PHILADELPHIA -- It's not always easy to separate the latest fads from the secular changes that cause major shifts in the way people live. But Stephen Dalton, senior portfolio manager at First Capital Group, Philadelphia, has had great success for the past four years doing just that.
Mr. Dalton manages assets of about $1 billion in commingled funds and individually managed accounts in what he calls a "secular growth" style.
His fund returned 41.5% for the year ended Dec. 31, compared with 38.7% for the Russell 1000 Growth index. For the past four years, the fund returned a compound annualized 33.1%, vs. 32.3% for the Russell 1000.
"When we talk about secular growth, we mean trends that will cut across business cycles and are embedded and entrenched in the economy and society," he said.
Mr. Dalton -- supported by a team of analysts, including three additional portfolio managers -- combines research on secular trends with a bottom-up stock selection approach and quantitative research to select which large-capitalization companies are in the best position to benefit from these trends.
The biggest secular trend he has identified is the Internet.
"We're at the very early stages of the most important secular trend of the 20th Century -- the Internet," said Mr. Dalton. "There are things we haven't seen yet," he said, predicting platforms for new products still to be developed.
"We're trying to invest in the backbone of the Internet. We're taking the most conservative approach to identify companies that are exploiting this trend."
Companies he likes best are those involved with bandwidth technology, which provides high-speed data transmission over the Internet. Mr. Dalton calls it the "virtual circle -- where demand for Internet access increases the demand for bandwidth technology, which increases the demand for Internet access, etc."
Among the companies in which he has invested for exploiting this trend are Cisco Systems Inc.; Sun Microsystems Inc.; Oracle Corp.; Ascend Communications Inc.; and MCI/WorldCom Inc.
His fund also owns stock in Global Crossing Ltd., whose main business is laying the transoceanic fiber cable for high-speed voice and data transmissions between the United States, Europe, Asia and Latin America.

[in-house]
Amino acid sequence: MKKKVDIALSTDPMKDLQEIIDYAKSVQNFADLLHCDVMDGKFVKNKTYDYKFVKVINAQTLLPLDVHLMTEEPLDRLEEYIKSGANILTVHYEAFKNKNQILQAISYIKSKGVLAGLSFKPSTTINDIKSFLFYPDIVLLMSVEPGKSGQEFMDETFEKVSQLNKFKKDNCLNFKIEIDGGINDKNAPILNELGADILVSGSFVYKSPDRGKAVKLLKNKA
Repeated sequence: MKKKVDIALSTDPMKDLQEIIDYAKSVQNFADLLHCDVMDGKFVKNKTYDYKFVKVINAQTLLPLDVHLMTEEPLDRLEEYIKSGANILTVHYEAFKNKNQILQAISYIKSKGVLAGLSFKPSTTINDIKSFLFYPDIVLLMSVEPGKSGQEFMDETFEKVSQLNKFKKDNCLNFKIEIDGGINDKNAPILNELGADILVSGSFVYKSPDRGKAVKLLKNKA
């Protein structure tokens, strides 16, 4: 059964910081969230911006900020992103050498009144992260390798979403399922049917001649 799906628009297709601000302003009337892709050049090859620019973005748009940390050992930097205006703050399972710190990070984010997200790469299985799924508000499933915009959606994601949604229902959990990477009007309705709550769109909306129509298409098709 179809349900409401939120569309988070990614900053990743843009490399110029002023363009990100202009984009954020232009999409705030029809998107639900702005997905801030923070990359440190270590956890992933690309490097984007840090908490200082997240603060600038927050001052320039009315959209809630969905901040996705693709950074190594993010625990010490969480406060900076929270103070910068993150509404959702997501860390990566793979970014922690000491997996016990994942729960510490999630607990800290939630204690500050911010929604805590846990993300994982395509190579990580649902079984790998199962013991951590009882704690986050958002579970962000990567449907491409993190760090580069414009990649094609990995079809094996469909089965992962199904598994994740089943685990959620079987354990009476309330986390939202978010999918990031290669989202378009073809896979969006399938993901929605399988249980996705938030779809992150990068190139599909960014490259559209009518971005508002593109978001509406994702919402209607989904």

"There's an insatiable need for bandwidth and high-speed data transmission," he said. "We like to find stocks that give us tailwinds and will take us through market turbulence."
Mr. Dalton is not interested in currently hot stocks, including Amazon.com Inc. and eBay Inc. He thinks companies that are selling products or services over the Internet are more risky.
This is partly because he doesn't think that the so-called e-commerce, despite its quick growth, will have a major negative impact on the best-run retailers. The secular trend affecting retailing, said Mr. Dalton, is that "the consumer is changing very quickly. He wants high value and low costs," and companies that can't adjust will get left behind.
Companies in his portfolio that he thinks are well-prepared for handling this trend include Wal-Mart Stores Inc.; The Gap Inc.; Dayton-Hudson Corp.; and The Home Depot Inc.
"Wal-Mart and Dayton-Hudson (with its Target Stores discount division) are superb operators of discount stores," which give the consumer low prices and high value, said Mr. Dalton.
He thinks Home Depot, which at 3.5% is one of his portfolio's largest holdings, is "excellent in the home improvement subsector."
Moreover, "I fully expect over the next 18 to 24 months that each of these companies will expand its presence on the Internet in ways that enhance, not cannibalize, their existing businesses," said Mr. Dalton.
In the communications sector, Mr. Dalton is a big fan of Time-Warner Inc., New York, because it is taking advantage of the secular changes in the communications area. Time-Warner's "cable and media content are two components necessary to fill part of the requirement of the Internet for content," he said.